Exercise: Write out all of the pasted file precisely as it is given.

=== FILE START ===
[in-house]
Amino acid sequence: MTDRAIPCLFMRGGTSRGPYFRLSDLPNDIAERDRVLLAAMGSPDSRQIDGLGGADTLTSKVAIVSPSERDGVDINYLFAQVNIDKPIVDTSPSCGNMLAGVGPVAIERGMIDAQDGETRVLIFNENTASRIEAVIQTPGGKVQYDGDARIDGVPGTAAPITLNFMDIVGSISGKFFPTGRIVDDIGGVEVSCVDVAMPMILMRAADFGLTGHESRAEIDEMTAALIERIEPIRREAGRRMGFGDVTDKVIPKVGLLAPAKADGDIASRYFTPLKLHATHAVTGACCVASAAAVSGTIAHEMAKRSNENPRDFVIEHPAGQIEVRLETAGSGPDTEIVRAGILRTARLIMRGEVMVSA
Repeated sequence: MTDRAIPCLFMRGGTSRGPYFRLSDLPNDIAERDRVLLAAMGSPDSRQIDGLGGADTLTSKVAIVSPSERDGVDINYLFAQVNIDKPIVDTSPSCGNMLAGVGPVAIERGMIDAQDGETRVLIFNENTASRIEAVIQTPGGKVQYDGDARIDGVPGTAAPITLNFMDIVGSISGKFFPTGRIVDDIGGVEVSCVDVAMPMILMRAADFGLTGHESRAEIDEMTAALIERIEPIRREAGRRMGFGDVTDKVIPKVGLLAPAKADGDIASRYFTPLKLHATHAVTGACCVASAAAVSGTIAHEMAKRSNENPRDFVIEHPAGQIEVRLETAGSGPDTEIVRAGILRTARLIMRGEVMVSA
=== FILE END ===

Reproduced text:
[in-house]
Amino acid sequence: MTDRAIPCLFMRGGTSRGPYFRLSDLPNDIAERDRVLLAAMGSPDSRQIDGLGGADTLTSKVAIVSPSERDGVDINYLFAQVNIDKPIVDTSPSCGNMLAGVGPVAIERGMIDAQDGETRVLIFNENTASRIEAVIQTPGGKVQYDGDARIDGVPGTAAPITLNFMDIVGSISGKFFPTGRIVDDIGGVEVSCVDVAMPMILMRAADFGLTGHESRAEIDEMTAALIERIEPIRREAGRRMGFGDVTDKVIPKVGLLAPAKADGDIASRYFTPLKLHATHAVTGACCVASAAAVSGTIAHEMAKRSNENPRDFVIEHPAGQIEVRLETAGSGPDTEIVRAGILRTARLIMRGEVMVSA
Repeated sequence: MTDRAIPCLFMRGGTSRGPYFRLSDLPNDIAERDRVLLAAMGSPDSRQIDGLGGADTLTSKVAIVSPSERDGVDINYLFAQVNIDKPIVDTSPSCGNMLAGVGPVAIERGMIDAQDGETRVLIFNENTASRIEAVIQTPGGKVQYDGDARIDGVPGTAAPITLNFMDIVGSISGKFFPTGRIVDDIGGVEVSCVDVAMPMILMRAADFGLTGHESRAEIDEMTAALIERIEPIRREAGRRMGFGDVTDKVIPKVGLLAPAKADGDIASRYFTPLKLHATHAVTGACCVASAAAVSGTIAHEMAKRSNENPRDFVIEHPAGQIEVRLETAGSGPDTEIVRAGILRTARLIMRGEVMVSA